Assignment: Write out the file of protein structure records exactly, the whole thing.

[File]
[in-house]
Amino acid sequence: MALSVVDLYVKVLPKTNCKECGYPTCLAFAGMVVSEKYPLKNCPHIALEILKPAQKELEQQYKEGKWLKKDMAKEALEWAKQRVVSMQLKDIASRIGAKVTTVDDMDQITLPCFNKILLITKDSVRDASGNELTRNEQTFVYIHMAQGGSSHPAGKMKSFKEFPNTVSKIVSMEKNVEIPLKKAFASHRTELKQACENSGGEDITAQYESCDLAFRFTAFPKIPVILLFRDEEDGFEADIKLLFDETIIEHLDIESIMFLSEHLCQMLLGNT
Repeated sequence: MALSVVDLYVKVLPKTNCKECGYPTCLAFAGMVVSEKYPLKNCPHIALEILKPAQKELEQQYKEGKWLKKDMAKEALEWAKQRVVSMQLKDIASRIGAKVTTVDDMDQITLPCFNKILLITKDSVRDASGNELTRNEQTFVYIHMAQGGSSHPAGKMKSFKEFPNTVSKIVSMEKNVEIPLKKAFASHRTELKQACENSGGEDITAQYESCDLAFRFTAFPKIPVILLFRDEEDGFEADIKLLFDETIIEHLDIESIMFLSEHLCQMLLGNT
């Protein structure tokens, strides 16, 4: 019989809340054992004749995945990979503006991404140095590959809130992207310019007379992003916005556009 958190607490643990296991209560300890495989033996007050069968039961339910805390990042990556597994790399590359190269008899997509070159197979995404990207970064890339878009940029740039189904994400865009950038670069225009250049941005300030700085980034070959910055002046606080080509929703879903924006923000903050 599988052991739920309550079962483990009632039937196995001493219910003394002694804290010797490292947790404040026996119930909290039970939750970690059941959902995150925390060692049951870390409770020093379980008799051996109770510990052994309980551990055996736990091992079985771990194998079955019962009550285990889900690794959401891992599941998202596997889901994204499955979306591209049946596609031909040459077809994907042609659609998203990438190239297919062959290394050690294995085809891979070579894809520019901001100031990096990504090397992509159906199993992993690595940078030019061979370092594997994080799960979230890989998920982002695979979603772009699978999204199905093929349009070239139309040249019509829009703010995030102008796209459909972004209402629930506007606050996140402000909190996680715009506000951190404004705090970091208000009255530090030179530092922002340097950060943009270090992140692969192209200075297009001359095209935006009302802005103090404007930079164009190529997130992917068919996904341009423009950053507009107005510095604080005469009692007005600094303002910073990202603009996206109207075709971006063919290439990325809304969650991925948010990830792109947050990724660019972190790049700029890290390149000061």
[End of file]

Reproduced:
[in-house]
Amino acid sequence: MALSVVDLYVKVLPKTNCKECGYPTCLAFAGMVVSEKYPLKNCPHIALEILKPAQKELEQQYKEGKWLKKDMAKEALEWAKQRVVSMQLKDIASRIGAKVTTVDDMDQITLPCFNKILLITKDSVRDASGNELTRNEQTFVYIHMAQGGSSHPAGKMKSFKEFPNTVSKIVSMEKNVEIPLKKAFASHRTELKQACENSGGEDITAQYESCDLAFRFTAFPKIPVILLFRDEEDGFEADIKLLFDETIIEHLDIESIMFLSEHLCQMLLGNT
Repeated sequence: MALSVVDLYVKVLPKTNCKECGYPTCLAFAGMVVSEKYPLKNCPHIALEILKPAQKELEQQYKEGKWLKKDMAKEALEWAKQRVVSMQLKDIASRIGAKVTTVDDMDQITLPCFNKILLITKDSVRDASGNELTRNEQTFVYIHMAQGGSSHPAGKMKSFKEFPNTVSKIVSMEKNVEIPLKKAFASHRTELKQACENSGGEDITAQYESCDLAFRFTAFPKIPVILLFRDEEDGFEADIKLLFDETIIEHLDIESIMFLSEHLCQMLLGNT
């Protein structure tokens, strides 16, 4: 019989809340054992004749995945990979503006991404140095590959809130992207310019007379992003916005556009 958190607490643990296991209560300890495989033996007050069968039961339910805390990042990556597994790399590359190269008899997509070159197979995404990207970064890339878009940029740039189904994400865009950038670069225009250049941005300030700085980034070959910055002046606080080509929703879903924006923000903050 599988052991739920309550079962483990009632039937196995001493219910003394002694804290010797490292947790404040026996119930909290039970939750970690059941959902995150925390060692049951870390409770020093379980008799051996109770510990052994309980551990055996736990091992079985771990194998079955019962009550285990889900690794959401891992599941998202596997889901994204499955979306591209049946596609031909040459077809994907042609659609998203990438190239297919062959290394050690294995085809891979070579894809520019901001100031990096990504090397992509159906199993992993690595940078030019061979370092594997994080799960979230890989998920982002695979979603772009699978999204199905093929349009070239139309040249019509829009703010995030102008796209459909972004209402629930506007606050996140402000909190996680715009506000951190404004705090970091208000009255530090030179530092922002340097950060943009270090992140692969192209200075297009001359095209935006009302802005103090404007930079164009190529997130992917068919996904341009423009950053507009107005510095604080005469009692007005600094303002910073990202603009996206109207075709971006063919290439990325809304969650991925948010990830792109947050990724660019972190790049700029890290390149000061």